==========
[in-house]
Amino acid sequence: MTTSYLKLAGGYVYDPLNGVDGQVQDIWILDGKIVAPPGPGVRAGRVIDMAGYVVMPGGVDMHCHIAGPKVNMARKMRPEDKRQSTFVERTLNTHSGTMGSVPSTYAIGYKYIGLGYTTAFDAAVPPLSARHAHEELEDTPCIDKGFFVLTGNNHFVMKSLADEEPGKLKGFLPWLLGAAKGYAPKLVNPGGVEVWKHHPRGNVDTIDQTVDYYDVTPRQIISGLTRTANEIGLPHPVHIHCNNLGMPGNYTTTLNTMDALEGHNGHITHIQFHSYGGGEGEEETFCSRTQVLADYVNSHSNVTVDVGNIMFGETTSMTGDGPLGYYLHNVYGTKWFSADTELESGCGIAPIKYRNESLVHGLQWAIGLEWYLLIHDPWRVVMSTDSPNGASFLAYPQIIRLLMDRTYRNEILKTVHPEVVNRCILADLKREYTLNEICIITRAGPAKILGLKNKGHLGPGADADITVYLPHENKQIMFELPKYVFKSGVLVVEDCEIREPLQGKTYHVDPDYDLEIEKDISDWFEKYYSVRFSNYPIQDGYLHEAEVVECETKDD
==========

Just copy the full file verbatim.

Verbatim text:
[in-house]
Amino acid sequence: MTTSYLKLAGGYVYDPLNGVDGQVQDIWILDGKIVAPPGPGVRAGRVIDMAGYVVMPGGVDMHCHIAGPKVNMARKMRPEDKRQSTFVERTLNTHSGTMGSVPSTYAIGYKYIGLGYTTAFDAAVPPLSARHAHEELEDTPCIDKGFFVLTGNNHFVMKSLADEEPGKLKGFLPWLLGAAKGYAPKLVNPGGVEVWKHHPRGNVDTIDQTVDYYDVTPRQIISGLTRTANEIGLPHPVHIHCNNLGMPGNYTTTLNTMDALEGHNGHITHIQFHSYGGGEGEEETFCSRTQVLADYVNSHSNVTVDVGNIMFGETTSMTGDGPLGYYLHNVYGTKWFSADTELESGCGIAPIKYRNESLVHGLQWAIGLEWYLLIHDPWRVVMSTDSPNGASFLAYPQIIRLLMDRTYRNEILKTVHPEVVNRCILADLKREYTLNEICIITRAGPAKILGLKNKGHLGPGADADITVYLPHENKQIMFELPKYVFKSGVLVVEDCEIREPLQGKTYHVDPDYDLEIEKDISDWFEKYYSVRFSNYPIQDGYLHEAEVVECETKDD